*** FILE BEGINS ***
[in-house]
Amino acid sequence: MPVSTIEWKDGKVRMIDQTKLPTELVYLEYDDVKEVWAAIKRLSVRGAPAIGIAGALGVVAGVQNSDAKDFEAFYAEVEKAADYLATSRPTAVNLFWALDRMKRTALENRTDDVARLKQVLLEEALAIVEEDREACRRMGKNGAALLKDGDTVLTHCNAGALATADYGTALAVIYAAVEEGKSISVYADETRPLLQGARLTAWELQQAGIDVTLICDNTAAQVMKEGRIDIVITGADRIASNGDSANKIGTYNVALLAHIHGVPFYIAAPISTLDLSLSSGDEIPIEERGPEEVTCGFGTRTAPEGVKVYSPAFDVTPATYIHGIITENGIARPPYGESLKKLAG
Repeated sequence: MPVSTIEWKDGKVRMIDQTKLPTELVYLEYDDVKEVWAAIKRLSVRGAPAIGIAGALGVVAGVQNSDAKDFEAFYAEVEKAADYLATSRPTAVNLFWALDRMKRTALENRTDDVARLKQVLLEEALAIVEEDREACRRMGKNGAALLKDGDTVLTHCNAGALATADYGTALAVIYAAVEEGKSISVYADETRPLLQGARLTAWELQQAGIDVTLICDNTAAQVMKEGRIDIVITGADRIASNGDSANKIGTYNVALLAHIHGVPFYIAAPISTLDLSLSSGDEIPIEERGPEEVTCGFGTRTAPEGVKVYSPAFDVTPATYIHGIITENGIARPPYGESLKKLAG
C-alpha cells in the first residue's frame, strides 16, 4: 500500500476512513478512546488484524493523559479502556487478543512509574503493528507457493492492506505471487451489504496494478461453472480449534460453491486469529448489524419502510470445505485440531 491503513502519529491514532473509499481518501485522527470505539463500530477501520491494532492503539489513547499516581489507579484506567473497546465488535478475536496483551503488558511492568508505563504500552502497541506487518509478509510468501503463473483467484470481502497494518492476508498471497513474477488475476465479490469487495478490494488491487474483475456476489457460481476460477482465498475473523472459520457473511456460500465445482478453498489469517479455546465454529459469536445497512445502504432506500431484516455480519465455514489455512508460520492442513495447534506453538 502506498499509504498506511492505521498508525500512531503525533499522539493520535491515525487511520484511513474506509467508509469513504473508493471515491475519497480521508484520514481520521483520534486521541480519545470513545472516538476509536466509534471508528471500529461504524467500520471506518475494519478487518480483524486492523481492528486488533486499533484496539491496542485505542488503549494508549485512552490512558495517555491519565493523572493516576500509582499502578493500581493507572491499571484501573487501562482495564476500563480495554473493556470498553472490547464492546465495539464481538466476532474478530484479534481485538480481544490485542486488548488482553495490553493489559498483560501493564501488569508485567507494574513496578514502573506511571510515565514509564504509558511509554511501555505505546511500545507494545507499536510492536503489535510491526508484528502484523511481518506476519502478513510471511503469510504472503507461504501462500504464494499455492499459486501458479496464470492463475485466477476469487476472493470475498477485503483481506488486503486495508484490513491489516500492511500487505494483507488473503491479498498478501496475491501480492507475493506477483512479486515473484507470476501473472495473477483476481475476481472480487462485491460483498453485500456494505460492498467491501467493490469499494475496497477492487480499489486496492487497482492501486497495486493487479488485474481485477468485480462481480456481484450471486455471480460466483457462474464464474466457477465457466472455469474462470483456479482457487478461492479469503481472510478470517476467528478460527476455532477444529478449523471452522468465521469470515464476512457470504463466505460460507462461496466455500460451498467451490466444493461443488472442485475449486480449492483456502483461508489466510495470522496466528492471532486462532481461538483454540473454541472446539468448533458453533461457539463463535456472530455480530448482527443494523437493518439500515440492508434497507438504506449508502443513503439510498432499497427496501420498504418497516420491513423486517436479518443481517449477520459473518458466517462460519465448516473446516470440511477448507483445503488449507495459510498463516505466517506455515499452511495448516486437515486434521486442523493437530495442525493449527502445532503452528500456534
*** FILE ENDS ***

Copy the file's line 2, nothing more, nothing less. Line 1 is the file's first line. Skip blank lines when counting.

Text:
Amino acid sequence: MPVSTIEWKDGKVRMIDQTKLPTELVYLEYDDVKEVWAAIKRLSVRGAPAIGIAGALGVVAGVQNSDAKDFEAFYAEVEKAADYLATSRPTAVNLFWALDRMKRTALENRTDDVARLKQVLLEEALAIVEEDREACRRMGKNGAALLKDGDTVLTHCNAGALATADYGTALAVIYAAVEEGKSISVYADETRPLLQGARLTAWELQQAGIDVTLICDNTAAQVMKEGRIDIVITGADRIASNGDSANKIGTYNVALLAHIHGVPFYIAAPISTLDLSLSSGDEIPIEERGPEEVTCGFGTRTAPEGVKVYSPAFDVTPATYIHGIITENGIARPPYGESLKKLAG